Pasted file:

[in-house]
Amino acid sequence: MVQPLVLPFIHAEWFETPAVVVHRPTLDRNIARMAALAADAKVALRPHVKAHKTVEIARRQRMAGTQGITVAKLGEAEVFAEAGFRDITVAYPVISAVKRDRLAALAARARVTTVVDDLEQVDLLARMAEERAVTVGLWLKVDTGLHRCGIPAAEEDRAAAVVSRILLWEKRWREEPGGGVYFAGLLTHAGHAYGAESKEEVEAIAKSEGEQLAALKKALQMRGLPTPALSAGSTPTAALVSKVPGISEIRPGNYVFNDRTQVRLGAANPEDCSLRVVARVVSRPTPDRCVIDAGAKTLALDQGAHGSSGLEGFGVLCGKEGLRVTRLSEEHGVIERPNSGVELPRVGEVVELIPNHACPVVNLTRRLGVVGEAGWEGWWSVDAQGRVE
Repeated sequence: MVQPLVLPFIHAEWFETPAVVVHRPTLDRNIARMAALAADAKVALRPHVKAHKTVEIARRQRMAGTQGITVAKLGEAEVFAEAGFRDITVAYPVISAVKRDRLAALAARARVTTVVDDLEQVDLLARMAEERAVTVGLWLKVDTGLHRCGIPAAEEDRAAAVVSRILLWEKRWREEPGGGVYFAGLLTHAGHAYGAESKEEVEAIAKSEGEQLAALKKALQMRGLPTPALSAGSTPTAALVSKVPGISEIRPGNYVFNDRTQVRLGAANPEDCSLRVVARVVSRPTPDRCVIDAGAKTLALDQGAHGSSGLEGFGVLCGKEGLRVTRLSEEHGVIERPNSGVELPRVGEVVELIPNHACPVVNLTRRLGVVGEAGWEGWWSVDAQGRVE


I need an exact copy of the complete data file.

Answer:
[in-house]
Amino acid sequence: MVQPLVLPFIHAEWFETPAVVVHRPTLDRNIARMAALAADAKVALRPHVKAHKTVEIARRQRMAGTQGITVAKLGEAEVFAEAGFRDITVAYPVISAVKRDRLAALAARARVTTVVDDLEQVDLLARMAEERAVTVGLWLKVDTGLHRCGIPAAEEDRAAAVVSRILLWEKRWREEPGGGVYFAGLLTHAGHAYGAESKEEVEAIAKSEGEQLAALKKALQMRGLPTPALSAGSTPTAALVSKVPGISEIRPGNYVFNDRTQVRLGAANPEDCSLRVVARVVSRPTPDRCVIDAGAKTLALDQGAHGSSGLEGFGVLCGKEGLRVTRLSEEHGVIERPNSGVELPRVGEVVELIPNHACPVVNLTRRLGVVGEAGWEGWWSVDAQGRVE
Repeated sequence: MVQPLVLPFIHAEWFETPAVVVHRPTLDRNIARMAALAADAKVALRPHVKAHKTVEIARRQRMAGTQGITVAKLGEAEVFAEAGFRDITVAYPVISAVKRDRLAALAARARVTTVVDDLEQVDLLARMAEERAVTVGLWLKVDTGLHRCGIPAAEEDRAAAVVSRILLWEKRWREEPGGGVYFAGLLTHAGHAYGAESKEEVEAIAKSEGEQLAALKKALQMRGLPTPALSAGSTPTAALVSKVPGISEIRPGNYVFNDRTQVRLGAANPEDCSLRVVARVVSRPTPDRCVIDAGAKTLALDQGAHGSSGLEGFGVLCGKEGLRVTRLSEEHGVIERPNSGVELPRVGEVVELIPNHACPVVNLTRRLGVVGEAGWEGWWSVDAQGRVE